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Public Safety

San Diego Police Chief Promises More Diverse Force, More Supervision

San Diego police officers stand in a line revealing a patch on the right shoulder of their uniforms in this undated photo.
Nicholas McVicker
San Diego police officers stand in a line revealing a patch on the right shoulder of their uniforms in this undated photo.

San Diego Police Chief Promises More Diverse Force, More Supervision
Police Chief Shelley Zimmerman told City Council members Wednesday that her department has implemented 21 out of 40 recommendations so far that came out of a federal audit in March after a spate of San Diego police misconduct.

The San Diego Police Department is more than half way done with a list of recommendations made by a federal audit after a spate of San Diego police misconduct.

Police Chief Shelley Zimmerman told the city's Public Safety and Livable Neighborhoods Committee Wednesday that her department has implemented 21 out of 40 recommendations that came out of a federal audit in March.

U.S. Department of Justice report on SDPD
U.S. Department of Justice report on SDPD
To view PDF files, download Acrobat Reader.

Zimmerman and city leaders called in the Police Executive Research Forum, an independent auditing agency contracted by the U.S. Department of Justice, following a string of high-profile misconduct cases. The agency made recommendations for the department, including improving supervision in the department and increasing diversity among sworn officers.

PERF reviewed 17 cases, including repeated sexual assaults by former officer Anthony Arevalos, and found supervisors "allowed misconduct to occur and go undetected for some time.”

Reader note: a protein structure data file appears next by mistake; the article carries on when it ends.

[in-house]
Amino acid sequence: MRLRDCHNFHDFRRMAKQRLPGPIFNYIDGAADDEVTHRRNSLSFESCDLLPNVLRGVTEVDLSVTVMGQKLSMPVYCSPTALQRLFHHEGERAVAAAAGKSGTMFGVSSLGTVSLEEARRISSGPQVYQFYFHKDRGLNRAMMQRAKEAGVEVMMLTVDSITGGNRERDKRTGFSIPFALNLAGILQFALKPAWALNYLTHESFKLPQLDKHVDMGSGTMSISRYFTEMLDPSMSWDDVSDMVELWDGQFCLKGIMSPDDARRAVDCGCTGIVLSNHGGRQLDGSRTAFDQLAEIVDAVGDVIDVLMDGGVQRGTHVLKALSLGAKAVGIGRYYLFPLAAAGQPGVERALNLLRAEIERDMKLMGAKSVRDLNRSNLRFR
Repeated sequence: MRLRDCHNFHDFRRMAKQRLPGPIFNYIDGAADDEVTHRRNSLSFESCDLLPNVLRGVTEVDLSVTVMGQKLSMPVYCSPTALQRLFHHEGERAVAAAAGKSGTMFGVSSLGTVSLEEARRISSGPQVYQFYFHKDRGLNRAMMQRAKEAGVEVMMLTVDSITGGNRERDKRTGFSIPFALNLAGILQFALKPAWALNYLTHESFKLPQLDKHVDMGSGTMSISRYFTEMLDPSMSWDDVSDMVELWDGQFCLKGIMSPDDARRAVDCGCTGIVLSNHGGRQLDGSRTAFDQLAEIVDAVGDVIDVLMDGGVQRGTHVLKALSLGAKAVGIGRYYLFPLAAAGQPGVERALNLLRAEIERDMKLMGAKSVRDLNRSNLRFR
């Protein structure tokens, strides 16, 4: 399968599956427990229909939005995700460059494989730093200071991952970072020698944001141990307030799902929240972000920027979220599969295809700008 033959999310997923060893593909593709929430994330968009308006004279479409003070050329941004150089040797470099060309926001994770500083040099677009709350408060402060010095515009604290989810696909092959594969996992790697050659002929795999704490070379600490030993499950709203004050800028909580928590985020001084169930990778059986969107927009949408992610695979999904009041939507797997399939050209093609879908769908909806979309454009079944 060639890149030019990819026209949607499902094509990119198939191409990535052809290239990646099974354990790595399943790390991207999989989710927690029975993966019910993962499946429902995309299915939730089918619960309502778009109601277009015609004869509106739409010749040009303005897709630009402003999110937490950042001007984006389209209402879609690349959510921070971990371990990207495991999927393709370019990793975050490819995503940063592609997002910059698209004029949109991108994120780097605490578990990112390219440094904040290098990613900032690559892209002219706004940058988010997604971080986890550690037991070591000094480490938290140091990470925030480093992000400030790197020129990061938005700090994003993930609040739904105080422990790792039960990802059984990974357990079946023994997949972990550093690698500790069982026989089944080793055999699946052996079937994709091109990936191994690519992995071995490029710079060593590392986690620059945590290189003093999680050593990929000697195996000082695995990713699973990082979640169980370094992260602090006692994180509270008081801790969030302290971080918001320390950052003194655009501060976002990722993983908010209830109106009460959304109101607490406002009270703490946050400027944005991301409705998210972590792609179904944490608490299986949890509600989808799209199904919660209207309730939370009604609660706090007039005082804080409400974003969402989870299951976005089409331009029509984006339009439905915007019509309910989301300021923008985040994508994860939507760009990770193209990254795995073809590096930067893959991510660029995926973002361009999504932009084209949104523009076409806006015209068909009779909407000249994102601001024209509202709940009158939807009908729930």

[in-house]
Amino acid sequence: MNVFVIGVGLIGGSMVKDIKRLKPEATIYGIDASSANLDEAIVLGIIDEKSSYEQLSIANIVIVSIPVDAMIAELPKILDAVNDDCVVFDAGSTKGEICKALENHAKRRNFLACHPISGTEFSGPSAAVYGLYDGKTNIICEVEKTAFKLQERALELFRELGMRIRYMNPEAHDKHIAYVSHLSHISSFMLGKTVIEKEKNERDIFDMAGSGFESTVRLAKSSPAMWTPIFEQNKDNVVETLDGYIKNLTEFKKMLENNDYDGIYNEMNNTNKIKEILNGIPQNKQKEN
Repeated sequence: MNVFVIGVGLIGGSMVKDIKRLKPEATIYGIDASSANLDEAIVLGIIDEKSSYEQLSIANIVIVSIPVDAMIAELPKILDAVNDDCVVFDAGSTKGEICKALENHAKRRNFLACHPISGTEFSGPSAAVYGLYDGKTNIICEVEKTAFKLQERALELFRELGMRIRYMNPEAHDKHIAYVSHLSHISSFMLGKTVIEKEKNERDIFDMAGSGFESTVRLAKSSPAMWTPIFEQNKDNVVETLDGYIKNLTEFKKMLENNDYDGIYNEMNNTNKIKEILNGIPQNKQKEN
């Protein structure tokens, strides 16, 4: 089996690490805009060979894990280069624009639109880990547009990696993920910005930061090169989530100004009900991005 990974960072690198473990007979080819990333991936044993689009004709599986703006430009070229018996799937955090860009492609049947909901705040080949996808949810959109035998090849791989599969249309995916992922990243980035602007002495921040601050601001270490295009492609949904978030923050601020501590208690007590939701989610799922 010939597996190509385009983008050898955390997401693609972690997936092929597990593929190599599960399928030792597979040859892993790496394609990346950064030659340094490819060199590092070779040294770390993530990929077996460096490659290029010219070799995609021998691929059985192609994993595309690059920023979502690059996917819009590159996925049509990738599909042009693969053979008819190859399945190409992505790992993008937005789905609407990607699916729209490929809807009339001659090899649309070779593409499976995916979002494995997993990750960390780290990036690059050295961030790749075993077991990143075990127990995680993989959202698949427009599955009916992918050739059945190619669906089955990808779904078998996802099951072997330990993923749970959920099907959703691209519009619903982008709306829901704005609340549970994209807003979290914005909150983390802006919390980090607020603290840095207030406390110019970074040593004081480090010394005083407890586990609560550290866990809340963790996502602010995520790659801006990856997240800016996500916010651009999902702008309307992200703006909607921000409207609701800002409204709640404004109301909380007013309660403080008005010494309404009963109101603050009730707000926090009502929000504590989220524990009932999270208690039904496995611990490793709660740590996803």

The department will increase the ranks of 10 supervising sergeants this fall and boost their training in officer discipline, Zimmerman said. She said the next police academy class could be 60 percent minority or women, which will boost diversity. She also said the department is doing a community satisfaction survey.

Another challenge in holding officers accountable was poor communication between the department and the Citizens' Review Board on Police Practices, a volunteer board that takes and investigates citizen complaints against officers.

Both groups are now sharing information via computer software.

In May, Zimmerman said the department checked 15 recommendations off its list, and now is finished with six more. City Councilman Todd Gloria asked how elected officials will monitor the police department’s progress.

"How do we measure if you’re hitting your marks, how can we tell if enough of your officers have been trained, if that's actually being retained, can you help us out on what we should be looking for to make sure we’re actually holding you accountable to actually implementing these things appropriately?" Gloria asked.

"At the last update it was said we were developing the program for what the training would look like," Zimmerman responded. "We've come back now in less than three months and said, 'this is what the training looks like,' we just gave you a presentation on it, and it starts Monday."

City Councilman Chris Cate asked Zimmerman how much money the police department was spending responding to the audit recommendations. Zimmerman said so far the department has been "able to absorb the cost," but that it may require extra for marketing and to advertise job openings.

“But we’re not there yet,” she said.

Gloria asked Zimmerman to let the City Council know how much the police department was spending on its response to the audit, even if the costs remained within the department's current budget.

He also asked when the department would be finished with the final 19 recommendations.

"Very shortly," Zimmerman said.